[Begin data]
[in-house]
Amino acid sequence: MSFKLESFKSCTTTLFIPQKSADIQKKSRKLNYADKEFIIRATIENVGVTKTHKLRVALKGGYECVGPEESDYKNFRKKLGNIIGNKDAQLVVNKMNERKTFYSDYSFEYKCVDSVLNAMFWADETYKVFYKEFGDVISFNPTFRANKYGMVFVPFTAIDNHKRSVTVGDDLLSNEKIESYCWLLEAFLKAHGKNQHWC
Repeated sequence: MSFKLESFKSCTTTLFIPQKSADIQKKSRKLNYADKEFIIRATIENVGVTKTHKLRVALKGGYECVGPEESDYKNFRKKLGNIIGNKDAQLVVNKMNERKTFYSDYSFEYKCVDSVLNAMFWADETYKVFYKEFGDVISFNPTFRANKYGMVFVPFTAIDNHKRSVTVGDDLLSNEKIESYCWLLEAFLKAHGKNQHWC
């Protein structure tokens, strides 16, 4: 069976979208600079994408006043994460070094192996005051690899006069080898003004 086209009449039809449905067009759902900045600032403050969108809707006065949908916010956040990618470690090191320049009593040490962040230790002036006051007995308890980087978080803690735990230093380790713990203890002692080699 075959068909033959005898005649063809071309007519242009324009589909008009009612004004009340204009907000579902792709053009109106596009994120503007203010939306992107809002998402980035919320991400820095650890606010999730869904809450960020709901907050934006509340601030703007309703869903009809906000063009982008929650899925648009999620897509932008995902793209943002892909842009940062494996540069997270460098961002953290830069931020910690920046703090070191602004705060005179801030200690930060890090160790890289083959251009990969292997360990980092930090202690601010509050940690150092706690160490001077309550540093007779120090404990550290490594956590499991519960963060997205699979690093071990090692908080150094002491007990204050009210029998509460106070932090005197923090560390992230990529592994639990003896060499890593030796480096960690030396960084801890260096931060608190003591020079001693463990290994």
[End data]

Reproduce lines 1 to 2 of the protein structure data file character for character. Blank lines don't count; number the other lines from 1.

[in-house]
Amino acid sequence: MSFKLESFKSCTTTLFIPQKSADIQKKSRKLNYADKEFIIRATIENVGVTKTHKLRVALKGGYECVGPEESDYKNFRKKLGNIIGNKDAQLVVNKMNERKTFYSDYSFEYKCVDSVLNAMFWADETYKVFYKEFGDVISFNPTFRANKYGMVFVPFTAIDNHKRSVTVGDDLLSNEKIESYCWLLEAFLKAHGKNQHWC